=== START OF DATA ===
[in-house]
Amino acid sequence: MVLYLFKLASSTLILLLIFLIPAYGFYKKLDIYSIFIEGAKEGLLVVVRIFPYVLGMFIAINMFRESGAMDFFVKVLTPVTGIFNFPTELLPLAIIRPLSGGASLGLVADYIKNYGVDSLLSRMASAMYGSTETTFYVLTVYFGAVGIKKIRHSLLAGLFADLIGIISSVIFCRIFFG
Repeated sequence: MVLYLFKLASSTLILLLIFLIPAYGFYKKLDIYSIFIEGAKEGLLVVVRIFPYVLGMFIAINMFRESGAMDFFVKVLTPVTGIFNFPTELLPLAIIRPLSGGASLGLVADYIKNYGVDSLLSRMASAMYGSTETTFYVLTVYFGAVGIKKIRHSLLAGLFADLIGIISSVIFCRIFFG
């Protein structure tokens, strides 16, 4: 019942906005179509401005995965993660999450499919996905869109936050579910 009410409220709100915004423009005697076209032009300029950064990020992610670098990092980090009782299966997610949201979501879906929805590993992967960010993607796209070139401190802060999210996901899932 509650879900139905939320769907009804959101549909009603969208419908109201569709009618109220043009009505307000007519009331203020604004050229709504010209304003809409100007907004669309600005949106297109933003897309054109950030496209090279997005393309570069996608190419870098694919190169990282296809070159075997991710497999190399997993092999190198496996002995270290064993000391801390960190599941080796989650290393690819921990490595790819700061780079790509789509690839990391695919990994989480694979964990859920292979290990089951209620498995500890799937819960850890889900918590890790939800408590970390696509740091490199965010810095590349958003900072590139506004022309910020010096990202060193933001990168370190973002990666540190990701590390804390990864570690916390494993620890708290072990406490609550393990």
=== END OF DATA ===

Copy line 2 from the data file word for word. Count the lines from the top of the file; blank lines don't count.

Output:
Amino acid sequence: MVLYLFKLASSTLILLLIFLIPAYGFYKKLDIYSIFIEGAKEGLLVVVRIFPYVLGMFIAINMFRESGAMDFFVKVLTPVTGIFNFPTELLPLAIIRPLSGGASLGLVADYIKNYGVDSLLSRMASAMYGSTETTFYVLTVYFGAVGIKKIRHSLLAGLFADLIGIISSVIFCRIFFG